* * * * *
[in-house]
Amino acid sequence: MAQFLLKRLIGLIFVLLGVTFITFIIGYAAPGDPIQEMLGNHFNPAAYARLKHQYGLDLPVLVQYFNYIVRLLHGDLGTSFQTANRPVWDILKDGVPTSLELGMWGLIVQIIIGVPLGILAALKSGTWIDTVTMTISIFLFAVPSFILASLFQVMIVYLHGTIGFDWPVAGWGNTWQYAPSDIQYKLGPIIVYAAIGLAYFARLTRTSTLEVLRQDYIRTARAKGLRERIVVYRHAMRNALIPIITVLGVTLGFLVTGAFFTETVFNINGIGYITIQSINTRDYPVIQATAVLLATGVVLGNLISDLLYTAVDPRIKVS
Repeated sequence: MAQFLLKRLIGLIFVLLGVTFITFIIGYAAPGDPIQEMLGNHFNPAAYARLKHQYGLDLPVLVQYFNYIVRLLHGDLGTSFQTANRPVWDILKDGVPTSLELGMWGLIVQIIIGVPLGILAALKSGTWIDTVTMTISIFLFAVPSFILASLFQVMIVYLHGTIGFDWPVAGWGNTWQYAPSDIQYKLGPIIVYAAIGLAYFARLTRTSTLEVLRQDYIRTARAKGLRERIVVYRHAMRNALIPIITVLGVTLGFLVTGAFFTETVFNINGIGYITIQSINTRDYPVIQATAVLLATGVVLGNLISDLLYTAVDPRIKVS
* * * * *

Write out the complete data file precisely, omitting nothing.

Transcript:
[in-house]
Amino acid sequence: MAQFLLKRLIGLIFVLLGVTFITFIIGYAAPGDPIQEMLGNHFNPAAYARLKHQYGLDLPVLVQYFNYIVRLLHGDLGTSFQTANRPVWDILKDGVPTSLELGMWGLIVQIIIGVPLGILAALKSGTWIDTVTMTISIFLFAVPSFILASLFQVMIVYLHGTIGFDWPVAGWGNTWQYAPSDIQYKLGPIIVYAAIGLAYFARLTRTSTLEVLRQDYIRTARAKGLRERIVVYRHAMRNALIPIITVLGVTLGFLVTGAFFTETVFNINGIGYITIQSINTRDYPVIQATAVLLATGVVLGNLISDLLYTAVDPRIKVS
Repeated sequence: MAQFLLKRLIGLIFVLLGVTFITFIIGYAAPGDPIQEMLGNHFNPAAYARLKHQYGLDLPVLVQYFNYIVRLLHGDLGTSFQTANRPVWDILKDGVPTSLELGMWGLIVQIIIGVPLGILAALKSGTWIDTVTMTISIFLFAVPSFILASLFQVMIVYLHGTIGFDWPVAGWGNTWQYAPSDIQYKLGPIIVYAAIGLAYFARLTRTSTLEVLRQDYIRTARAKGLRERIVVYRHAMRNALIPIITVLGVTLGFLVTGAFFTETVFNINGIGYITIQSINTRDYPVIQATAVLLATGVVLGNLISDLLYTAVDPRIKVS